Skip to content

Announcement Of Mick Taylor’s Funeral

December 17, 2017
by the gentle author

For more than fifty years, Mick Taylor stood outside the Beigel Bakery, gracing our community with his personal charisma and enlivening the life of Brick Lane with his colourful outfits. I hope as many readers as are able will join me at Mick’s funeral next Wednesday 20th December at 9:00am at City of London Cemetery & Crematorium, Aldersbrook Rd, Manor Park, London E12 5DQ. Please note the funeral will commence at 9:00am precisely so please be sure to arrive in plenty of time.

I was a war child, I had no father but I had a mother. On 9th November 1945, I was born in my grandmother’s bed in Maclaren St, Hackney. My mother couldn’t afford to keep me so my grandmother and grandfather, Florence and George Taylor brought me up. I never had anything new, only secondhand things, but they brought me up well. My grandfather was a lovely man, he never hit me. He only had one eye, he was blinded in World War I, and he worked on the barges on the River Lee. My grandmother used to pawn his suit every Monday, buy veg on Tuesday, and get it back again on Thursday when he got paid, so he could wear it at the weekend. She taught me how to cook, and I still cook dinner every Sunday.

One day, when I worked for Truman’s, I got up at seven thirty in the morning and my grandmother had a heart attack and died in front of me. I went to work but I couldn’t work because my mind was falling to bits. So I told the foreman, and then I went wandering all over the place for four days until the police picked me up and took me to Hackney Hospital and, while I was under observation, I cut my wrists. I wanted to die because my grandmother was dead.

The woman in the next bed there was Frances Shea, Reggie Kray’s wife, she had mental problems. It sent her a little crazy being married to one of the Krays, but she was a lovely girl. I dressed up smart for her. Sixteen weeks we were together, she needed a bit of company and I took care of her. Then, when they sent her home, she died at once of an overdose but I don’t believe it. I loved her, and she cured me of the loss of my grandmother.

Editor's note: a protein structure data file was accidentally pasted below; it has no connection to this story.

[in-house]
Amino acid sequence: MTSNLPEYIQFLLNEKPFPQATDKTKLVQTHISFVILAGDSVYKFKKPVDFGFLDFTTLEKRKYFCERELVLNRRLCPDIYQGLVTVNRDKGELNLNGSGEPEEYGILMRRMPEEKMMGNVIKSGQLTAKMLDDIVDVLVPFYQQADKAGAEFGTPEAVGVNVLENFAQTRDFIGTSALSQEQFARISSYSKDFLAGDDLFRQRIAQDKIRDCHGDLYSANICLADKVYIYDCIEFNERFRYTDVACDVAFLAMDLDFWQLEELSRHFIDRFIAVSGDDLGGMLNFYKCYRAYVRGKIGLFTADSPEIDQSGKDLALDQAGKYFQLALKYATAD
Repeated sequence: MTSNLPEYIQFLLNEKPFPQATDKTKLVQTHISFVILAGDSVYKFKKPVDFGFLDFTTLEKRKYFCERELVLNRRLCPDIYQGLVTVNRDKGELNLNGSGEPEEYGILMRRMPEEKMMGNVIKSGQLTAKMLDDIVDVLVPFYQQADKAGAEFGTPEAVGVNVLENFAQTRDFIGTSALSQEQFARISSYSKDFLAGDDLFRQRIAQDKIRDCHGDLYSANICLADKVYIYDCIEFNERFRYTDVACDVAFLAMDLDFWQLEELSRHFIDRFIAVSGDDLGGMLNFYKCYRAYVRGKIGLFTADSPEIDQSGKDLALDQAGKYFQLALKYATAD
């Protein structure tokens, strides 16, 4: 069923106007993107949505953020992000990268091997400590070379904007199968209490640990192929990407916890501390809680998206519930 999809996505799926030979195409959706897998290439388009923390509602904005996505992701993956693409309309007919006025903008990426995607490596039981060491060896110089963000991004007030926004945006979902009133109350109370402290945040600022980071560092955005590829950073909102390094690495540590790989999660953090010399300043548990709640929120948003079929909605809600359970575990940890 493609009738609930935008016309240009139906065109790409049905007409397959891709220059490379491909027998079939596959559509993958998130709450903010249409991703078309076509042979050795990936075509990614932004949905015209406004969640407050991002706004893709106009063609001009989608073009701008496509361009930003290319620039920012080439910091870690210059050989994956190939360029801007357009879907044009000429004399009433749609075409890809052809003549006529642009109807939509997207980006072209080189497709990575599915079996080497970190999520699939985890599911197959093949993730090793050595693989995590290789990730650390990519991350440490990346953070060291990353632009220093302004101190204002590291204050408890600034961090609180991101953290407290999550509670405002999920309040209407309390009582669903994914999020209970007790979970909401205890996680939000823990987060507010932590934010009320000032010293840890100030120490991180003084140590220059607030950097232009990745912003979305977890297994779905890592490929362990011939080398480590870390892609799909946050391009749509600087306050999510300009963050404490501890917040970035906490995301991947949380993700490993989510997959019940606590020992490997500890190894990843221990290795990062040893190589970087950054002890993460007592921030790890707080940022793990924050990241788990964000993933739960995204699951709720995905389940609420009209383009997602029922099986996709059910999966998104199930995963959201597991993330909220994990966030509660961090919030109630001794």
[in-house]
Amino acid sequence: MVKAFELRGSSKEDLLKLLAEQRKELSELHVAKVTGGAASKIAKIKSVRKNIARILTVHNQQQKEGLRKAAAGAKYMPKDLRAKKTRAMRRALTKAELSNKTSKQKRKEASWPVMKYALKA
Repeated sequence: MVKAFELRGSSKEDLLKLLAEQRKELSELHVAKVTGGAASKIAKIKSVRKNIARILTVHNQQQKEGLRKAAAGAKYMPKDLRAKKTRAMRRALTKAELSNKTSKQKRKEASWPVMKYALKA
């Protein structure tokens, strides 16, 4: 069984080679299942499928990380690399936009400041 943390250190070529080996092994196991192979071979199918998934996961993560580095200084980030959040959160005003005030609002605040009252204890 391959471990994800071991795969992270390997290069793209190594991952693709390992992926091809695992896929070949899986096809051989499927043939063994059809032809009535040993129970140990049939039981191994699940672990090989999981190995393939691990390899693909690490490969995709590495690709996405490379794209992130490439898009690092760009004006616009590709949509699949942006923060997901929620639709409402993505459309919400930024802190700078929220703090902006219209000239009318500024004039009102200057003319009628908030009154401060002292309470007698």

After that, I worked for the council and I did various jobs, I started my life all over again. I’ve been married a couple of times. I’ve lived my life, I’ve enjoyed it, I’ve had some good times. I’ve two sons but I don’t know where they are. Me and their mother divorced and I’ve never seen them again.

I never had much money but I’ve always made myself smart with a few quid and a suit and shirt – buying the right clothes, the right colour, the right cut. I used to go to Albert’s in Whitechapel and pay seventy five pounds for a pair of shoes, a suit, and a shirt. For my birthday, when I was seven years old, I came down with my grandmother to buy Italian shoes in Cheshire St for two pounds, two shillings and sixpence – pointed black shoes with Cuban heels. I already knew what I wanted at seven years old – you’re born with it, your style.

If you come down here to Brick Lane somebody always helps you out with a sandwich or something. Sometimes I come here without a penny in my pocket but I get a cup of tea. All it takes is to ask nicely and people will help you out. Knowing how to make a shilling, that’s what it’s all about and I’ve sold anything you care to mention over the years. You can find old things in the street and bring them down here and sell them, and people would always buy them and that way you are never without anything

You may also like to read about

5 Responses leave one →
  1. Deborah permalink
    December 17, 2017

    Good on yer Mick! RIP to a real gent. Sorry I never saw you on Brick Lane myself. Siochain!

  2. Kitanz permalink
    December 18, 2017

    A Lovely Man, RIP Mick!!!

  3. December 18, 2017

    Pleasure to meet Mick Taylor.

  4. Annie S permalink
    December 18, 2017

    RIP Mick – I hope you get a good send off!

  5. David Cantor permalink
    December 18, 2017

    If I can make it, I shall be going. I miss Mick and our conversations.

Leave a Reply

Note: Comments may be edited. Your email address will never be published.

Subscribe to this comment feed via RSS